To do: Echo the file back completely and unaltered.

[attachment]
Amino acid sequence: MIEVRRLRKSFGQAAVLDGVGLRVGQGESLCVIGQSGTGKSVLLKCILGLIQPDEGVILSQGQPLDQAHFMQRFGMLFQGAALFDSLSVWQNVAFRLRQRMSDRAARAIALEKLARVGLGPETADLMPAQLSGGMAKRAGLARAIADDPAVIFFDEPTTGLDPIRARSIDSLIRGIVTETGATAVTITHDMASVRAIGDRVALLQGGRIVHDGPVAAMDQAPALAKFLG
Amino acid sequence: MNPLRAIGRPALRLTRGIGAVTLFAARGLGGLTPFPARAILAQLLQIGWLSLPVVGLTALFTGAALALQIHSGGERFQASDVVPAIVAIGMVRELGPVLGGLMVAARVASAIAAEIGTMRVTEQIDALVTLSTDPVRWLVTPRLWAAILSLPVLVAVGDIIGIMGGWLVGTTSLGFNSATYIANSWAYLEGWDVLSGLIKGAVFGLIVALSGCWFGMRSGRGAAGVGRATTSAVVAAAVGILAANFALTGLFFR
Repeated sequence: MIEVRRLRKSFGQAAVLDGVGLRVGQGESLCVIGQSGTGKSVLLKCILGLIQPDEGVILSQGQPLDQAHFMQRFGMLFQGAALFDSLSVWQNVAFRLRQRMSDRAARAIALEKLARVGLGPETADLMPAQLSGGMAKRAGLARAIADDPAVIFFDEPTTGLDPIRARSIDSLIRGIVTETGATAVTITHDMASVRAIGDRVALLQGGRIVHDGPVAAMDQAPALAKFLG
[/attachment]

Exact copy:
Amino acid sequence: MIEVRRLRKSFGQAAVLDGVGLRVGQGESLCVIGQSGTGKSVLLKCILGLIQPDEGVILSQGQPLDQAHFMQRFGMLFQGAALFDSLSVWQNVAFRLRQRMSDRAARAIALEKLARVGLGPETADLMPAQLSGGMAKRAGLARAIADDPAVIFFDEPTTGLDPIRARSIDSLIRGIVTETGATAVTITHDMASVRAIGDRVALLQGGRIVHDGPVAAMDQAPALAKFLG
Amino acid sequence: MNPLRAIGRPALRLTRGIGAVTLFAARGLGGLTPFPARAILAQLLQIGWLSLPVVGLTALFTGAALALQIHSGGERFQASDVVPAIVAIGMVRELGPVLGGLMVAARVASAIAAEIGTMRVTEQIDALVTLSTDPVRWLVTPRLWAAILSLPVLVAVGDIIGIMGGWLVGTTSLGFNSATYIANSWAYLEGWDVLSGLIKGAVFGLIVALSGCWFGMRSGRGAAGVGRATTSAVVAAAVGILAANFALTGLFFR
Repeated sequence: MIEVRRLRKSFGQAAVLDGVGLRVGQGESLCVIGQSGTGKSVLLKCILGLIQPDEGVILSQGQPLDQAHFMQRFGMLFQGAALFDSLSVWQNVAFRLRQRMSDRAARAIALEKLARVGLGPETADLMPAQLSGGMAKRAGLARAIADDPAVIFFDEPTTGLDPIRARSIDSLIRGIVTETGATAVTITHDMASVRAIGDRVALLQGGRIVHDGPVAAMDQAPALAKFLG